Australia and the US have partnered together to find news sources of critical minerals, including rare earth minerals, and reduce their reliance on China which currently dominates supply and demand. How will the partnership help kickstart development of new projects and what are the challenges? We report.
China’s recent threat to use rare earth mineral exports as leverage in its ongoing trade war with the US has, once again, accentuated concerns over the one-party state’s dominance of several key minerals that are used in everything from smartphones to electric vehicles.
In a bid to tackle the issue, in November 2019 the US and Australia decided to formalise an ongoing partnership between the two countries to develop new sources of these so-called critical minerals, including rare earths, cobalt and tungsten. Through the agreement, the two nations plan to foster ‘mutual supply and demand arrangements’, close knowledge gaps, and fast track innovation.
The deal, signed by Geoscience Australia and the United States Geological Survey, further cements over a century of ‘mateship’ between the two countries that was first established in World War I.
It is also part of a wider effort by the Australian government to develop new industries for these new energy minerals. It has already launched a Critical Minerals Strategy and a Critical Minerals Facilitation Office, which will open in January 2020, to help miners secure investment, financing and market access for relevant projects.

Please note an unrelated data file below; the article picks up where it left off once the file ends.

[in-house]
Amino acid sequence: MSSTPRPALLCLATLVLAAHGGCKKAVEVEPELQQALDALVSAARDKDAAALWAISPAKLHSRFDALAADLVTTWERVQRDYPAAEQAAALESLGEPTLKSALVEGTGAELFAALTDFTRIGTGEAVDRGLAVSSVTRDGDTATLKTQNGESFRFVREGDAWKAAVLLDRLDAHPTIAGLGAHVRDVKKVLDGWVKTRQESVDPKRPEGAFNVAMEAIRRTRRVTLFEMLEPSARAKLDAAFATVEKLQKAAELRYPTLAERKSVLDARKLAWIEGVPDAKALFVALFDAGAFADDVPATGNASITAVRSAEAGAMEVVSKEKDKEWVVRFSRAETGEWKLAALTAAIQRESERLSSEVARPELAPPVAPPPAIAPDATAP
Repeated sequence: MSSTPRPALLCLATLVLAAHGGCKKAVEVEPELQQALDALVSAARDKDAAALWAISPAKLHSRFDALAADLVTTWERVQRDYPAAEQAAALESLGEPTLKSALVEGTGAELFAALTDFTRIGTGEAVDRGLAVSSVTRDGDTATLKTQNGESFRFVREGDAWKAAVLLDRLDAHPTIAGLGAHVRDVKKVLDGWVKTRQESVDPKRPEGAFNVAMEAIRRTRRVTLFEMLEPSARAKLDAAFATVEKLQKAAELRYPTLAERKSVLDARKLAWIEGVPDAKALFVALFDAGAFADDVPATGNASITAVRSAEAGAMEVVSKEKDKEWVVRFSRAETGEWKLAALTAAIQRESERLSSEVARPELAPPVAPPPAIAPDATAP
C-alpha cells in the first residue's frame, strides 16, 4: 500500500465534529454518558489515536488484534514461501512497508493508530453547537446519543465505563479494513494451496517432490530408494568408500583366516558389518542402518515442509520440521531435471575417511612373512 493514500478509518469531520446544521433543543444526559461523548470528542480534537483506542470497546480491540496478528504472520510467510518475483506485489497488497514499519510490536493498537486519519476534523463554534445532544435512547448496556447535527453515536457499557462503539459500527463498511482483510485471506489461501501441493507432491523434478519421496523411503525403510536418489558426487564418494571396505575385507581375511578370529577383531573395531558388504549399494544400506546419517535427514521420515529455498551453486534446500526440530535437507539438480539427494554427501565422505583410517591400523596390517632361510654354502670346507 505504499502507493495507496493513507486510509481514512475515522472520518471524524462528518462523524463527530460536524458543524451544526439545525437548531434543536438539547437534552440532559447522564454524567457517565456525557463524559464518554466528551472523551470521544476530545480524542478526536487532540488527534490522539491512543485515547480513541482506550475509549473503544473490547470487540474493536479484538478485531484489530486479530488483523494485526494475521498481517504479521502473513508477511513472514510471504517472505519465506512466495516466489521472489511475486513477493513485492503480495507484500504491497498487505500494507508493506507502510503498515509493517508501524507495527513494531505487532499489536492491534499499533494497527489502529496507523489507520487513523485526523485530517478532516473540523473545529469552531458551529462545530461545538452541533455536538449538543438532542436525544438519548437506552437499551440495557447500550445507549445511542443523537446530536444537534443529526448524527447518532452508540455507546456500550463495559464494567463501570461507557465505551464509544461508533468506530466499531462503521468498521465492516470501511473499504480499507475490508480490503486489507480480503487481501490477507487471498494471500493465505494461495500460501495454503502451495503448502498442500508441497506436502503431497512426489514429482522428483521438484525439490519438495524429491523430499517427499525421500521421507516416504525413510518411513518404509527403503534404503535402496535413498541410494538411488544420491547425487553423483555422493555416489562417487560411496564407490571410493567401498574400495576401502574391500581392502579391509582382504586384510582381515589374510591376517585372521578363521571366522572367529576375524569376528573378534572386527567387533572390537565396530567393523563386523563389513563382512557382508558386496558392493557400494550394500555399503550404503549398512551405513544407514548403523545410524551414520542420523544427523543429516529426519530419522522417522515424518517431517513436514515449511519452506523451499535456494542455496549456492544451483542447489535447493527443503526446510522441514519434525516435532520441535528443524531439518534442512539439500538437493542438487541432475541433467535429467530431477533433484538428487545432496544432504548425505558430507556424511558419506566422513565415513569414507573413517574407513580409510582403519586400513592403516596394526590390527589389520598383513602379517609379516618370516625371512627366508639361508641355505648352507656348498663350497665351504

Minerals covered in the arrangement are labelled critical by several industrial nations due to their use in military and modern technologies, but also because, in some cases, China monopolises around 80% of supply, as is the case with cobalt.
According to Dr Chris Vernon, program director for mineral processing at the Commonwealth Scientific and Industrial Research Organisation, China decided to exploit its rare earth minerals to dominate every part of the value chain – and now the rest of the world is playing catch-up.
“Chinese supply has up until now been cheap and plentiful enough we’ve ignored the fact there is no substitute for these materials, and there is, for all practical purposes, just one place to get them,” he says.
Australia, however, on the face of it, is well positioned to develop its own resources of these critical minerals. It is estimated, for example, that Australia holds the world’s sixth-largest resource of rare earth minerals.
Vernon says while it’s often looked like too hard a task for Australia to establish its own rare earths industry, the new partnership with the US should be seen as ‘a terrific opportunity’.